WBUR Massachusetts (October 21-22, 2012)
AVERAGES 44.71% 45.29% 1% 8.29% +/-4.19 645.14
Note: The polls above may not reflect all polls that have been conducted in this race. Those displayed are a random sampling chosen by Ballotpedia staff. If you would like to nominate another poll for inclusion in the table, send an email to

U.S. House

Massachusetts' 6th congressional district has been listed as a toss-up by the New York Times[5] race ratings and Lean Republican by the Cook Political Report race ratings.[6] Several factors have placed incumbent John Tierney (D) in danger. His wife's legal problems in 2010 where she pleaded guilty to aiding and abetting her brother in filing false income tax returns that concealed his illegal offshore gambling business, being challenged by the openly gay Republican, Richard Tisei, who is social liberal while being fiscally conservative, and the more recent incident where another of Tierney's brothers-in-law was sentenced with racketeering and made a comment that Tierney knew everything going on, have caused this seat to go from safe to competitive.[7]

On August 7, the Boston Herald ran an article that suggested that Daniel Fishman's presence as a Libertarian candidate would benefit Tierney.[8]

According to the Washington Post, Tierney has been the target of attack ads from YG Action Fund, a conservative PAC supergroup. This highlights a trend in which super PACs have attempted to swing vulnerable house seats through strategic advertising. These ads were not solicited by the Tisei campaign, but his spokeswomen has voiced her support for them.[9]

Here is a complete list of U.S. House candidates appearing on the general election ballot in Massachusetts:

District General Election Candidates Incumbent 2012 Winner Partisan Switch?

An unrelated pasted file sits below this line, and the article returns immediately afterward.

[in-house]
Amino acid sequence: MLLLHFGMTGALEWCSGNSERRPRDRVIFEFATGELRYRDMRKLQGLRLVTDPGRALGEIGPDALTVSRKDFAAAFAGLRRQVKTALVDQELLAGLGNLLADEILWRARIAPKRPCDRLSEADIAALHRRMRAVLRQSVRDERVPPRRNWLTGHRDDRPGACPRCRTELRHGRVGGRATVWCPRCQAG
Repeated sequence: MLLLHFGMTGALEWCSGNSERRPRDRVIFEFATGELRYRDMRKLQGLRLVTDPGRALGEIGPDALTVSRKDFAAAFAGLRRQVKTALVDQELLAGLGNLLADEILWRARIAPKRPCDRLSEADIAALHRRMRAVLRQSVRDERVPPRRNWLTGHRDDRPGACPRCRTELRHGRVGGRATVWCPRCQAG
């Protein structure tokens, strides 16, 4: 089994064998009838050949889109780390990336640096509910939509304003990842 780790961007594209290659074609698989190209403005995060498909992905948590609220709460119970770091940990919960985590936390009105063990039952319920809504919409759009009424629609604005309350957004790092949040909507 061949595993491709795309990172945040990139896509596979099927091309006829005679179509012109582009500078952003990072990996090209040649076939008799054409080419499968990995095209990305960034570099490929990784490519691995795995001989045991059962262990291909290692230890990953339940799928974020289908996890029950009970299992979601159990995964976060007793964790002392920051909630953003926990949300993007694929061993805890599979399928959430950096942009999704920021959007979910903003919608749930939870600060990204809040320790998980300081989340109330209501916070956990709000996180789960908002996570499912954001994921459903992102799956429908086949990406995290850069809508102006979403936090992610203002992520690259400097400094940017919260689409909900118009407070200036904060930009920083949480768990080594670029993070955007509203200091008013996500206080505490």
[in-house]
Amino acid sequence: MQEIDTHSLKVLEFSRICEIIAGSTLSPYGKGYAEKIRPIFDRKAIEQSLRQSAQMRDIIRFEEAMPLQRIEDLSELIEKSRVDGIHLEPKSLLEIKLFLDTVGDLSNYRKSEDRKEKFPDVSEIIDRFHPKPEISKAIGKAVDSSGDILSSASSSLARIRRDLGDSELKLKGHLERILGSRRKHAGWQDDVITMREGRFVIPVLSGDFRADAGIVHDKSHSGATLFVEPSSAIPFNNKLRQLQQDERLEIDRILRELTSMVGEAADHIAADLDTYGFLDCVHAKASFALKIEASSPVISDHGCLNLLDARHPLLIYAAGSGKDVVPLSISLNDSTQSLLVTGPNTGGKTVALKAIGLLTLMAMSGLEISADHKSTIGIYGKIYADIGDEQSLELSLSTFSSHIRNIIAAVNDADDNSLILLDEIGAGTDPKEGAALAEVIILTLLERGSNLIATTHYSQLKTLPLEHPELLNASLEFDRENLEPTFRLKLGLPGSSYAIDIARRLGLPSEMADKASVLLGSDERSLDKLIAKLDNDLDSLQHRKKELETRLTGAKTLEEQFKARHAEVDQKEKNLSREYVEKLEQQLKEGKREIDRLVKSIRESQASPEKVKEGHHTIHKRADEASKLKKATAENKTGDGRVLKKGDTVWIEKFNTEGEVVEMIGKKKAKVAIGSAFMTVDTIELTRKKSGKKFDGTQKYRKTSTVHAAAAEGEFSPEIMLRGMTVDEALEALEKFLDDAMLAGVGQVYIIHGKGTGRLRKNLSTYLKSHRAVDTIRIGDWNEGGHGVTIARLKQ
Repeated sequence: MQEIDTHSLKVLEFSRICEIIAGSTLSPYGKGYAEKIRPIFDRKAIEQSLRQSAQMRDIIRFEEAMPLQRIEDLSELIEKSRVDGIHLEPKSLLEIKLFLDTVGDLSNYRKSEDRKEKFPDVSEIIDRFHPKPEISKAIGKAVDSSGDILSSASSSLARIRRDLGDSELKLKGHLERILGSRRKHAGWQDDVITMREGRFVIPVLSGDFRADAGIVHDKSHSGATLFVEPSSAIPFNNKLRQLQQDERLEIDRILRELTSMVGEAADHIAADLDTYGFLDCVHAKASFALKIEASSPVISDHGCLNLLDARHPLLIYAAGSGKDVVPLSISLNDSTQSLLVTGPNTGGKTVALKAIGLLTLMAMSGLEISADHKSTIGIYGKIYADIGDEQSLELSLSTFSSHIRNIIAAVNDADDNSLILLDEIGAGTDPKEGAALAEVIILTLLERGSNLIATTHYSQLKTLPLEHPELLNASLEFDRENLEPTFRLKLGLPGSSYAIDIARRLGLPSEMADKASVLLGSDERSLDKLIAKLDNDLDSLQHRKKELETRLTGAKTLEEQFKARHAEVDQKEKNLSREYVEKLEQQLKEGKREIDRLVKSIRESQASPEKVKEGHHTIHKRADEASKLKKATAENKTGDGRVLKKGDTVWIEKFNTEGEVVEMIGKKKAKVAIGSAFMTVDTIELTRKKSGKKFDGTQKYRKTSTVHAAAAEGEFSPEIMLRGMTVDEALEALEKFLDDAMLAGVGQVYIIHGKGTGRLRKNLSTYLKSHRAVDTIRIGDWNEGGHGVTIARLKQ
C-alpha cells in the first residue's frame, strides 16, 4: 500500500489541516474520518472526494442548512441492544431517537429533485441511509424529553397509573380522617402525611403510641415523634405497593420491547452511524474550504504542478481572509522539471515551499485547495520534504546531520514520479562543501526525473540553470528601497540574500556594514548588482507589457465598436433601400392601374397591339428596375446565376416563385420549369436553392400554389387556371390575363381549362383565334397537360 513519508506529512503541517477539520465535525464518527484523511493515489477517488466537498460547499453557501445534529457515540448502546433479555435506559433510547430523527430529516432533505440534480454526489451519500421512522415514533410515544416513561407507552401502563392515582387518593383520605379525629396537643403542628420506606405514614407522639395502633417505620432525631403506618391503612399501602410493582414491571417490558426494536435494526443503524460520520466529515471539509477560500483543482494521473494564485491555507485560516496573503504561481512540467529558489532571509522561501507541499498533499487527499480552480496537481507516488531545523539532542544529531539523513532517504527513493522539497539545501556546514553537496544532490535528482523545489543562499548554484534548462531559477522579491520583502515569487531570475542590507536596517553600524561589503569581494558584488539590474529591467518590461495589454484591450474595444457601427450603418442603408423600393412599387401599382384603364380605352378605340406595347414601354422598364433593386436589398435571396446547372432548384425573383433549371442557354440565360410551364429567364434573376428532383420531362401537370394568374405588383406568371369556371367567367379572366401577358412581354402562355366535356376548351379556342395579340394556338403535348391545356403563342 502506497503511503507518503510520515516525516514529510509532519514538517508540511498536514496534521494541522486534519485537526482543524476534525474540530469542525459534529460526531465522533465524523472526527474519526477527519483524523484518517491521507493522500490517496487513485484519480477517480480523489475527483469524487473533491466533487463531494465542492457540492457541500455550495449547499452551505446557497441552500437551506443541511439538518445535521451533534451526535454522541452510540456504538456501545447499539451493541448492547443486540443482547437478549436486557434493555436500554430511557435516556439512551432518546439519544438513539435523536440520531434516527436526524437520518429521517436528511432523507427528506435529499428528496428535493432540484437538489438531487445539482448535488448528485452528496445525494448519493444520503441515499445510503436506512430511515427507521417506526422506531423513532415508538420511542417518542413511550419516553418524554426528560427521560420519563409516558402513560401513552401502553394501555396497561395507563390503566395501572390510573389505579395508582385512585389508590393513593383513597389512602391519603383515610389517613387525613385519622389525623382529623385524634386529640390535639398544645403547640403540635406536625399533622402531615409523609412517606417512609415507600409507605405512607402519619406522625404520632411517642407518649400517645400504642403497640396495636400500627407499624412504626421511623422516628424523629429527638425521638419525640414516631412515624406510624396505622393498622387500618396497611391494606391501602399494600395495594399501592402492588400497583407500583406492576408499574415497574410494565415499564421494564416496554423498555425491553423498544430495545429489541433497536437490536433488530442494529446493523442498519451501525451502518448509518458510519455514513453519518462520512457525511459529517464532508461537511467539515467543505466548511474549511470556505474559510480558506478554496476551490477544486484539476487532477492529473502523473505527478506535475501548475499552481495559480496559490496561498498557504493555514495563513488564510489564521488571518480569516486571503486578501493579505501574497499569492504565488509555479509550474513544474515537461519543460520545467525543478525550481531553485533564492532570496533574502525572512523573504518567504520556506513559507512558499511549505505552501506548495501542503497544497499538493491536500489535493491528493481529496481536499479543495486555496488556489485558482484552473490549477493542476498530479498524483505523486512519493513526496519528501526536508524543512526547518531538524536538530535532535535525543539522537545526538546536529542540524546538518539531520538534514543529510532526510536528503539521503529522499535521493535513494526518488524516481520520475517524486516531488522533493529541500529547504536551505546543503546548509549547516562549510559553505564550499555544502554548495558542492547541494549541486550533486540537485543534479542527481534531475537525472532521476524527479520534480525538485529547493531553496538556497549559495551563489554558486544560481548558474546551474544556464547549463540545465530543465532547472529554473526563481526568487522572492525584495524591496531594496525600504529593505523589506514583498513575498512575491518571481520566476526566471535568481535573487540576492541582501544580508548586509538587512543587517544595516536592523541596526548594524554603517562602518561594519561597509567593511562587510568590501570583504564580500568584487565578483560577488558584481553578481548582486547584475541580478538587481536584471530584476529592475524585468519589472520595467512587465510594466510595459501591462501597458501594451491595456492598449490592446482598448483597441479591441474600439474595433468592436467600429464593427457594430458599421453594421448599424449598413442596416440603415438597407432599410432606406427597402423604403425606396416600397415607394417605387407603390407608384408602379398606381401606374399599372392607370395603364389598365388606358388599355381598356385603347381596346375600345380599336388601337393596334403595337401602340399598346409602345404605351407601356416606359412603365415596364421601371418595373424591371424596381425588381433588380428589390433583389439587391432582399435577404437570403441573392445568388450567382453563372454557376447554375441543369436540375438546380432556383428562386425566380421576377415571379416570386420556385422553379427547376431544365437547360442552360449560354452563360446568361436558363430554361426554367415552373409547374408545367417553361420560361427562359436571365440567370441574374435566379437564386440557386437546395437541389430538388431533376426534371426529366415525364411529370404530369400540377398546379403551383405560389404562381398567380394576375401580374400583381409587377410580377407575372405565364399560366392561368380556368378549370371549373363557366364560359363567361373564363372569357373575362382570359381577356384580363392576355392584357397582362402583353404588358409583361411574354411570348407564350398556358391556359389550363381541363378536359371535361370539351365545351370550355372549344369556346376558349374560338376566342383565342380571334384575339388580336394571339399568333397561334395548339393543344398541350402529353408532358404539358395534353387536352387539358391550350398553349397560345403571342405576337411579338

1st Democratic Party Richard Neal John Olver Pending Pending
2nd Democratic Party Jim McGovern Richard Neal Pending Pending
3rd Democratic Party Niki Tsongas
Republican Party Jon Golnik
Jim McGovern Pending Pending
4th Democratic Party Joseph Kennedy III
Republican Party Sean Bielat
Independent David Rosa
Barney Frank Pending Pending
5th Democratic Party Ed Markey
Republican Party Tom Tierney
Niki Tsongas Pending Pending
6th Democratic Party John Tierney
Republican Party Richard Tisei
Libertarian Party Daniel Fishman
John Tierney Pending Pending
7th Democratic Party Michael Capuano
Independent Karla Romero
Ed Markey Pending Pending
8th Democratic Party Stephen Lynch
Republican Party Joe Selvaggi
Michael Capuano Pending Pending
9th Democratic Party William Keating
Republican Party Christopher Sheldon
Independent Daniel Botelho
Stephen Lynch Pending Pending
10th District Removed in Redistricting Bill Keating Pending Pending

Members of the U.S. House from Massachusetts -- Partisan Breakdown
Party As of November 2012 After the 2012 Election
     Democratic Party 10 9
     Republican Party 0 0
Total 10 9
 Congressional Redistricting Map, approved November 2011 

For more information, view Redistricting in Massachusetts.


See also